[A tale of baking with the Kid, last Christmas, among other things.]
The best thing about baking with my grandma was that she was never very scrupulous about scraping every last drop of batter from the mixing bowl. As she said when I commented on it one time―spooning up globs of chocolate brownie batter as I spoke―“Grandma's prerogative!”
As many memories as I have of baking with my grandma, though, I can only remember making Christmas sugar cookies with her twice. The first time I was so little that the only reason I remember is because someone took a picture. The second time I was a college freshman in need of baking lessons and cheap presents for my friends.
No, I think she almost always baked her sugar cookies before we grandchildren arrived. Then, after carefully icing them, she stacked them between layers of wax paper in a set of old, tin baking dishes. Thus protected, they waited happily in her freezer until the morning before a special meal, when she'd move them to her garage to thaw.
I know now that it was just clever prep work, but for a time I thought Santa's elves must just leave cookies in my grandparent's garage. Hey, if you'd grown up with my grandpa's convincing tales that the red light on top of their city water tower was Rudolph's nose, you might have believed in cookie elves too!
My grandmother hasn't made Christmas sugar cookies for many years now, but thankfully I inherited her recipe box. When I got a craving for some of her cookies earlier this month, it only took a little digging to find the right card.
As with all her recipes, the source of the recipe was penciled on the top right corner. This one simply said, “Mother”, which quickly made me a bit misty-eyed. There's something quite warming about making cookies with your great-grandmother's ("Grandma-Great's") recipe.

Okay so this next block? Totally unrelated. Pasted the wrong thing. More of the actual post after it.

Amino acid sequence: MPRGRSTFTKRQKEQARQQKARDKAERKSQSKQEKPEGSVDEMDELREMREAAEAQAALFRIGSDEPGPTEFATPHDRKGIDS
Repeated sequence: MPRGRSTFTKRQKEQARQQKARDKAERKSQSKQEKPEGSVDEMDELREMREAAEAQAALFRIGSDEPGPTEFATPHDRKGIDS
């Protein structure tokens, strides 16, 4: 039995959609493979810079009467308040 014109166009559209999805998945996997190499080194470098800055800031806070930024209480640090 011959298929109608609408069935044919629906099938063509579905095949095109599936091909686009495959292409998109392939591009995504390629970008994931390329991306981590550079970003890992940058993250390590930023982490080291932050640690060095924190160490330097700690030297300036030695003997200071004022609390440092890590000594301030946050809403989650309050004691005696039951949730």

Once I had a chance to dab my eyes, the Kid and I set to work.
And I quickly understood why my grandma always prepped her cookies ahead of time. Baking sugar cookies with a toddler is not for the faint-hearted. In addition to making a good, old-fashioned mess, the Kid also ingested more raw dough than even my grandmother would have allowed.
But, while perhaps not as clean as having elves magically drop a batch off, we ended the day successfully with a freezer full of cookies to tide us through the holidays. Just in case you don't have one of your own, here's my great-grandmother's sugar cookie recipe.
Christmas Sugar Cookies (makes about 4 dozen cookies, depending on size)
For the cookies
- 2 cups sugar
- 2 eggs
- 1 cup shortening (or butter)
- 1 cup milk
- 6 cups flour
- 2 tsp baking powder
- 1 tsp baking soda 1 tsp salt
- 1 Tablespoon vanilla
- ½ Tablespoon lemon extract
For the icing
- 2 Tablespoons shortening (or butter), at room temperature
- approximately ¼ cup milk, at room temperature
- 2 cups powdered sugar
- ½ tsp vanilla
- food coloring
- sprinkles (optional, but if you're going to make a mess, go big or go home)
In a large bowl, sift together the baking powder, baking soda, salt, and flour. In another bowl, cream together the butter and sugar. Mix in the egg, milk, and extracts. Then, slowly mix the dry ingredients into the wet.
Chill the dough in the fridge for at least an hour before continuing.
When the dough is chilled, pre-heat your oven to 300 degrees. Roll the dough out on a floured countertop. Cut out shapes, then place the cookies on a bake sheet and into the oven for about 12 minutes. When they're done, you'll be able to see just a hint of brown on the edges, but no more than that.
When the cookies have cooled, mix the icing ingredients together, adding just enough milk to get a glaze consistency. Divide the icing, and use food coloring to make different colors. Then, carefully spoon the icing over the cookies. Top with sprinkles, then allow the icing to set up before storing.
Stacked with a piece of wax paper between layers, these cookies will last about a month in the freezer.